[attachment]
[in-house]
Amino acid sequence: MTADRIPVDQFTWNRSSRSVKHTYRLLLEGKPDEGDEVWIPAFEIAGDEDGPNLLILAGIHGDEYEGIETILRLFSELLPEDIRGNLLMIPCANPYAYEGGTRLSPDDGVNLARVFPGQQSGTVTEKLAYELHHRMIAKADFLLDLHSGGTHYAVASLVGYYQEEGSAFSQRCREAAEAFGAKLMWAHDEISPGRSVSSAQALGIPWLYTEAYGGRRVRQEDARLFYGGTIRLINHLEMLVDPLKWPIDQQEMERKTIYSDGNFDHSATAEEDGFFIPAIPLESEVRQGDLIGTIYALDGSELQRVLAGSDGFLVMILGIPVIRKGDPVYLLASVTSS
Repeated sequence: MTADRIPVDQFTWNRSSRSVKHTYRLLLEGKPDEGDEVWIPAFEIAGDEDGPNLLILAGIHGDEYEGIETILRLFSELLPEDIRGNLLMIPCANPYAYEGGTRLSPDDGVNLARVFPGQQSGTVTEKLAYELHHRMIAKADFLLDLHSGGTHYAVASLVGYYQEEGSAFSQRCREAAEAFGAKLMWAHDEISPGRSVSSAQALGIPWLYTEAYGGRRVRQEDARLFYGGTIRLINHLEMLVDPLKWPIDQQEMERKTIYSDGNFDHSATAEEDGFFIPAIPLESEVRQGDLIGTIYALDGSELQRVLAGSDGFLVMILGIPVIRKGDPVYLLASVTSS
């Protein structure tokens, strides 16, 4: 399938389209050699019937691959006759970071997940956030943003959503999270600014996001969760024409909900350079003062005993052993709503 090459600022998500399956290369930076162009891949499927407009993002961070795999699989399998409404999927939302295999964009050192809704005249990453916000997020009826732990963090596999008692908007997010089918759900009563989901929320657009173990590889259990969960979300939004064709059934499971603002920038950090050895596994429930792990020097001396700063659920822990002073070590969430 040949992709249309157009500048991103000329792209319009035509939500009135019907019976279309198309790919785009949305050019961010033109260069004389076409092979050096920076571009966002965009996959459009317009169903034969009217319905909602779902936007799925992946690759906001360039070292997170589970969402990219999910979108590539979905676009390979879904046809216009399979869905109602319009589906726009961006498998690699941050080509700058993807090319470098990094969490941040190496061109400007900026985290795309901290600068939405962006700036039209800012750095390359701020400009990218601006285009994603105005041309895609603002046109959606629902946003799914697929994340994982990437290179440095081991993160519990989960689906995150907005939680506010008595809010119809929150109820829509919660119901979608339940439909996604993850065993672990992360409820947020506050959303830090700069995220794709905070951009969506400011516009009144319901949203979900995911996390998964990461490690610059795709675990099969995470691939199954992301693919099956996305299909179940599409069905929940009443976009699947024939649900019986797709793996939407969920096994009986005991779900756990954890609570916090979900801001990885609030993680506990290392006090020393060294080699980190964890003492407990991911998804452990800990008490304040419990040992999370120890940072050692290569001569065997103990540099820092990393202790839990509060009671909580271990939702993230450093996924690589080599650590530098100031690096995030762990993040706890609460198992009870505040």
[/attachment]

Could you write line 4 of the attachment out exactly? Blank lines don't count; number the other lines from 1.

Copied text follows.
């Protein structure tokens, strides 16, 4: 399938389209050699019937691959006759970071997940956030943003959503999270600014996001969760024409909900350079003062005993052993709503 090459600022998500399956290369930076162009891949499927407009993002961070795999699989399998409404999927939302295999964009050192809704005249990453916000997020009826732990963090596999008692908007997010089918759900009563989901929320657009173990590889259990969960979300939004064709059934499971603002920038950090050895596994429930792990020097001396700063659920822990002073070590969430 040949992709249309157009500048991103000329792209319009035509939500009135019907019976279309198309790919785009949305050019961010033109260069004389076409092979050096920076571009966002965009996959459009317009169903034969009217319905909602779902936007799925992946690759906001360039070292997170589970969402990219999910979108590539979905676009390979879904046809216009399979869905109602319009589906726009961006498998690699941050080509700058993807090319470098990094969490941040190496061109400007900026985290795309901290600068939405962006700036039209800012750095390359701020400009990218601006285009994603105005041309895609603002046109959606629902946003799914697929994340994982990437290179440095081991993160519990989960689906995150907005939680506010008595809010119809929150109820829509919660119901979608339940439909996604993850065993672990992360409820947020506050959303830090700069995220794709905070951009969506400011516009009144319901949203979900995911996390998964990461490690610059795709675990099969995470691939199954992301693919099956996305299909179940599409069905929940009443976009699947024939649900019986797709793996939407969920096994009986005991779900756990954890609570916090979900801001990885609030993680506990290392006090020393060294080699980190964890003492407990991911998804452990800990008490304040419990040992999370120890940072050692290569001569065997103990540099820092990393202790839990509060009671909580271990939702993230450093996924690589080599650590530098100031690096995030762990993040706890609460198992009870505040």